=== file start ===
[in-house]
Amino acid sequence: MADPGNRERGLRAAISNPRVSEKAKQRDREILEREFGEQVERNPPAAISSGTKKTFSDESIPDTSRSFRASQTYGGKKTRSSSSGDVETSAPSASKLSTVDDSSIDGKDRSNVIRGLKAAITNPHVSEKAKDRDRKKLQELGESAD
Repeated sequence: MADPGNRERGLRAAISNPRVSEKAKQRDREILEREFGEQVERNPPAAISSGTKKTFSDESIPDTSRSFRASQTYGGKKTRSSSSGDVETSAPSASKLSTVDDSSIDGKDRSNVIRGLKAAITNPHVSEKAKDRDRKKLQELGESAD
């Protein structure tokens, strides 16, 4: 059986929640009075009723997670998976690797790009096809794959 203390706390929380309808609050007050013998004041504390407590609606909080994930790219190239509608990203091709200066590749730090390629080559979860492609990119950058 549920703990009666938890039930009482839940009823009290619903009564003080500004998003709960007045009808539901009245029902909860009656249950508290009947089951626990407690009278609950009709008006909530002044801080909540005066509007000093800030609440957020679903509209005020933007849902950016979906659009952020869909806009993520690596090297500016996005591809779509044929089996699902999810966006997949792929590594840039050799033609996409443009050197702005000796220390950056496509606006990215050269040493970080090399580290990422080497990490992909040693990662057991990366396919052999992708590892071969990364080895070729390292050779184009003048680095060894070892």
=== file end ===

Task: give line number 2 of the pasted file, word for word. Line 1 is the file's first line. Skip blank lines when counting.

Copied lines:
Amino acid sequence: MADPGNRERGLRAAISNPRVSEKAKQRDREILEREFGEQVERNPPAAISSGTKKTFSDESIPDTSRSFRASQTYGGKKTRSSSSGDVETSAPSASKLSTVDDSSIDGKDRSNVIRGLKAAITNPHVSEKAKDRDRKKLQELGESAD